Clinical variants of the native class d beta-lactamase of acinetobacter baumannii pose an emerging threat through ıncreased hydrolytic activity against carbapenems
AuthorSchroder, Emma C.
Klamer, Zachary L.
Sugg, Kyle A.
June, Cynthia M.
Leonard, David A.
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CitationSchroder, E. C., Klamer, Z. L., Saral, A., Sugg, K. A., June, C. M., Wymore, T., ... & Leonard, D. A. (2016). Clinical variants of the native class D β-lactamase of Acinetobacter baumannii pose an emerging threat through increased hydrolytic activity against carbapenems. Antimicrobial agents and chemotherapy, 60(10), 6155-6164, doi.10.1128/AAC.01277-16.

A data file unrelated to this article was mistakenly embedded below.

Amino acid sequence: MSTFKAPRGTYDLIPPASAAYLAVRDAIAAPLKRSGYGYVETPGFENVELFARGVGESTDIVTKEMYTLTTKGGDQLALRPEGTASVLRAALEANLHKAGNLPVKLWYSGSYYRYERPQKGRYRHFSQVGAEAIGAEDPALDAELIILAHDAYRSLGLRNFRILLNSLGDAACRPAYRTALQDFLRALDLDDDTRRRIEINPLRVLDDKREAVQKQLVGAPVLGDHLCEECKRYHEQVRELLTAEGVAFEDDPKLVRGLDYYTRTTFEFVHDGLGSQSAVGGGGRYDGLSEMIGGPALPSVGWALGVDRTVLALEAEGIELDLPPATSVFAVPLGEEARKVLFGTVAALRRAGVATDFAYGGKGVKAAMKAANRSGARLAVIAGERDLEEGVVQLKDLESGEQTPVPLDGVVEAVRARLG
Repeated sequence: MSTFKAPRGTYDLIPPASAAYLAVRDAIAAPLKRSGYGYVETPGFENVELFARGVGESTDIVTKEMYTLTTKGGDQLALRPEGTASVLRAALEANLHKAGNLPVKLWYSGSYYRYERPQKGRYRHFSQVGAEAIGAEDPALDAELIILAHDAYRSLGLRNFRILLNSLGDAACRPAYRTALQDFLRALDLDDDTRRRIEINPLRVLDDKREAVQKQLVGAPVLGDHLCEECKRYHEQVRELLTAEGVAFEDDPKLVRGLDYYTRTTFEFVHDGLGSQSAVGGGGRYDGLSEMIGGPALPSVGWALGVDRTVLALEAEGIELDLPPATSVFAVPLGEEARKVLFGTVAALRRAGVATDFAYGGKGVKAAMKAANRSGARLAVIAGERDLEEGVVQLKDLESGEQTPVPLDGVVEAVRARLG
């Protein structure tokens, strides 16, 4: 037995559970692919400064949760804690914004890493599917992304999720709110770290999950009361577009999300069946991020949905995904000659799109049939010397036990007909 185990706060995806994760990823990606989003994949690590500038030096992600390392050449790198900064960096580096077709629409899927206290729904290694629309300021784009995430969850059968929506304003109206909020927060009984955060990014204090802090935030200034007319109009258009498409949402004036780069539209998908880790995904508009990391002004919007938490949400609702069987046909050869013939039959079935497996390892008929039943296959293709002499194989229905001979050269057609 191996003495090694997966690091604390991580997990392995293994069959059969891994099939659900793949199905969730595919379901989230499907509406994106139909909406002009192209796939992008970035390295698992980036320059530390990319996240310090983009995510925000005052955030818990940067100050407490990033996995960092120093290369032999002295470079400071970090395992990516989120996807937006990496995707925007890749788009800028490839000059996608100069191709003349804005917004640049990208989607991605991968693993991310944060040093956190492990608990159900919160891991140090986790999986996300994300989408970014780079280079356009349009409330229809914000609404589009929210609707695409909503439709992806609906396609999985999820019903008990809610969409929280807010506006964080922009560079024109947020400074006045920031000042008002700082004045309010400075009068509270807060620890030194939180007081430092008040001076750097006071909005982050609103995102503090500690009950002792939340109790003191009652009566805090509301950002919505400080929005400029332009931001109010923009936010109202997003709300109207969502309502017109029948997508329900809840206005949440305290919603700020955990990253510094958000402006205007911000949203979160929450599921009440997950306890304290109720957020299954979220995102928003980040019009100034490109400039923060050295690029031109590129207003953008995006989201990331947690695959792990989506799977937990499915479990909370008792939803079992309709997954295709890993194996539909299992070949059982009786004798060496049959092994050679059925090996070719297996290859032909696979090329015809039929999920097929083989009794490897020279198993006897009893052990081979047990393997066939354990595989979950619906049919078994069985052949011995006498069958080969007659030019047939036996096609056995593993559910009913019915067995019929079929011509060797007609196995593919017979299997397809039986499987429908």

The threat posed by the chromosomally encoded class D beta-lactamase of Acinetobacter baumannii (OXA-51/66) has been unclear, in part because of its relatively low affinity and turnover rate for carbapenems. Several hundred clinical variants of OXA51/66 have been reported, many with substitutions of active-site residues. We determined the kinetic properties of OXA-66 and five clinical variants with respect to a wide variety of beta-lactam substrates. The five variants displayed enhanced activity against carbapenems and in some cases against penicillins, late-generation cephalosporins, and the monobactam aztreonam. Molecular dynamics simulations show that in OXA-66, P130 inhibits the side-chain rotation of I129 and thereby prevents doripenem binding because of steric clash. A single amino acid substitution at this position (P130Q) in the variant OXA-109 greatly enhances the mobility of both I129 and a key active-site tryptophan (W222), thereby facilitating carbapenem binding. This expansion of substrate specificity represents a very worrisome development for the efficacy of beta-lactams against this troublesome pathogen.